What's happening at the
Tuesday 11 Dec 2018 | 05:41 | SYDNEY
Tuesday 11 Dec 2018 | 05:41 | SYDNEY

Indonesian election: The power of parody



13 June 2014 14:39

For any Indonesian speakers out there, here's a good little sketch comedy act doing the rounds on social media this week. For anyone following Indonesia's presidential election, it's also a good indicator of the typical criticisms being laid against each of the candidates.

The video was posted by wedding photography studio/comedy group Cameo, and opens with a disclaimer that it is not intended as a campaign for or against either of the candidates, Joko 'Jokowi' Widodo and Prabowo Subianto. In a media environment in which just about every outlet is aligned behind one or the other, it's a refreshing balance.*

At the risk of killing a joke by explaining it, I'll let you in on some of the points made in the video (with approximate translations) and what they say about public opinion.

As we saw in this week's televised debate, Prabowo's alleged role in the abduction of student activists in 1998 is a touchy subject for the presidential hopeful. Some of the students were never returned to their families, presumed dead, and were commonly referred to by the cautious press as having 'disappeared'. The Cameo sketch shows that Indonesia's younger generation is aware of the incident: when a group of friends are discussing their voting preferences, one mentions Prabowo. 'Don't talk about Prabowo, you'll disappear!' his friend warns. And, well, he literally does.

Turning the focus to Jokowi, one of the biggest criticisms he has faced is that he's alleged to be little more than a puppet for former president Megawati Sukarnoputri and her Indonesian Democratic Party of Struggle (PDI-P).

Unlike Prabowo, who is the founder of his own party, the Greater Indonesia Movement (Gerindra), Jokowi has intra-party politics to deal with, not least coming from Megawati as chairwoman. As a popular and high-achieving mayor in Solo, Central Java, he was carried to the Jakarta governorship by both Megawati and Prabowo to boost their approval ratings as advocates of clean governance. Jokowi's popularity then overtook both presidential hopefuls, eventually forcing Megawati to name him as her party's presidential candidate. However, many believe he still has debts to pay.

In one segment of the video, the Jokowi puppet hits a glitch in an interview and has to have his programming disc replaced. In another, the friends order a Jokowi doll over the internet, only to find a waving Megawati when they open the box. 'What, her?' they complain. Upon calling the customer service line, they are told, 'We've already checked with the warehouse, and it turns out there was no mistake. When you order Jokowi, you get Megawati.'

On foreign policy, a pair of sketches shows the contrast between how Prabowo and Jokowi might deal with a conflict with a neighbouring country, such as Malaysia. A survey by the Soegeng Sarjadi School of Government (SSSG) last week showed that voters considered Jokowi to be a more honest candidate, but still admired the assertiveness of Prabowo as a prospective leader. An entertaining piece on New Mandala in May questioned the voter appeal of the strongman image, purported by the Prabowo camp to be an essential component of his leadership. The SSSG survey confirmed that assertiveness is not necessarily preferred over honesty in a leader, with Jokowi maintaining 42.65% support against Prabowo's 28.35%, and another 29% undecided. This split of voter support varies greatly among different surveys, possibly due to political affiliations, but this one is useful to compare results for 'preferred leadership qualities' and 'preferred leader' within a single survey.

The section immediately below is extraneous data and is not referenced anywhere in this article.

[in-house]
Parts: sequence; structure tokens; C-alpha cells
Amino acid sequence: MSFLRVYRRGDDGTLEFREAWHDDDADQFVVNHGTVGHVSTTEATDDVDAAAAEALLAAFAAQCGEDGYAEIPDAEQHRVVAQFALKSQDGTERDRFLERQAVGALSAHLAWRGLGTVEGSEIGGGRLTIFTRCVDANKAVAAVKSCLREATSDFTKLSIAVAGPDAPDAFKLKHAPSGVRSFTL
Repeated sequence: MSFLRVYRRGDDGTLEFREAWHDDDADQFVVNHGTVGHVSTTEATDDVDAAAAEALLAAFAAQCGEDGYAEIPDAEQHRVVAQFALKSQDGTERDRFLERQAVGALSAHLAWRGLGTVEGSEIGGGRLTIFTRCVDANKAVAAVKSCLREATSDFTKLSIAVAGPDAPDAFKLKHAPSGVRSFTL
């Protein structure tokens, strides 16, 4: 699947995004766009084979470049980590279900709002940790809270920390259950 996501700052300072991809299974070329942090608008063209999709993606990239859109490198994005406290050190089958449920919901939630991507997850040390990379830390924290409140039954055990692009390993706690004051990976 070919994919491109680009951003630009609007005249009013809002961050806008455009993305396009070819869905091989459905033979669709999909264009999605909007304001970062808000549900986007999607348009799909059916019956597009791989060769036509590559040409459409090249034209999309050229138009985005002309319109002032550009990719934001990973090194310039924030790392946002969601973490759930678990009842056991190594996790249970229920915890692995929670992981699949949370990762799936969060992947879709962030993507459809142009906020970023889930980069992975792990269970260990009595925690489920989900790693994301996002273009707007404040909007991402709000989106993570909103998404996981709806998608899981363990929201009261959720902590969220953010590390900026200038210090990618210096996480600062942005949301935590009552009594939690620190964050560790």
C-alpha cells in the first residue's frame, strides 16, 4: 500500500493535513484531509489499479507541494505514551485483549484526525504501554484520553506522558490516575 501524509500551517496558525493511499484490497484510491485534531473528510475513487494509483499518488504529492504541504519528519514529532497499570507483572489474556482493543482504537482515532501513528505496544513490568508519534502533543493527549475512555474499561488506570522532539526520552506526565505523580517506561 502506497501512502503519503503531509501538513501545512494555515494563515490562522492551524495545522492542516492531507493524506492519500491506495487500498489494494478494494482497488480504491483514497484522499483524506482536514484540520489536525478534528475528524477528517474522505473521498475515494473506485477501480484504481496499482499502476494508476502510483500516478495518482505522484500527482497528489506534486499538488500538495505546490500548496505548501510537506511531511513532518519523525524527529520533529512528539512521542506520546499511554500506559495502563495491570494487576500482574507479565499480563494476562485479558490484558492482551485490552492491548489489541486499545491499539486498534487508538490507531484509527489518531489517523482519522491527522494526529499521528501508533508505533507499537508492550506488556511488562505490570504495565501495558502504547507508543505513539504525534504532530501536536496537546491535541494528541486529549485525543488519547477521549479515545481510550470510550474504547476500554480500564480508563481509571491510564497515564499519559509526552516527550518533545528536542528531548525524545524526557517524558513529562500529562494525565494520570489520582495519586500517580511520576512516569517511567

The comedy sketch shows the predicted reactions of Jokowi and Prabowo as president to news that Malaysia has 'stolen' an iconic Indonesian textile, batik (believe it or not, ownership of the textile is an actual ongoing matter of debate between the two countries). 'That's not my concern,' the Jokowi figure replies noncommittally. 'In my hometown, there are many factories that make batik. We'll just make some more. Aku rapopo (I'm fine).' Meanwhile, 'Prabowo' takes an entirely different course. 'Malaysia? What's that?' he asks. 'Malaysia, sir,' the aide replies. 'It's right here on this map...it's disappeared!'

* Correction: This is the same comedy group that produced videos to support Jokowi's campaign for governor in Jakarta in 2012, so it's likely the group has a political affiliation in the presidential election as well. Jokowi's running mate at the time, Basuki Tjahaja Purnama, is from Prabowo's Gerindra party. It's unclear which side of politics the group has aligned with in this election. Cameo did not respond to calls for confirmation on this issue.

Update to correction: The group has denied any political affiliations in the presidential campaign.

You may also be interested in...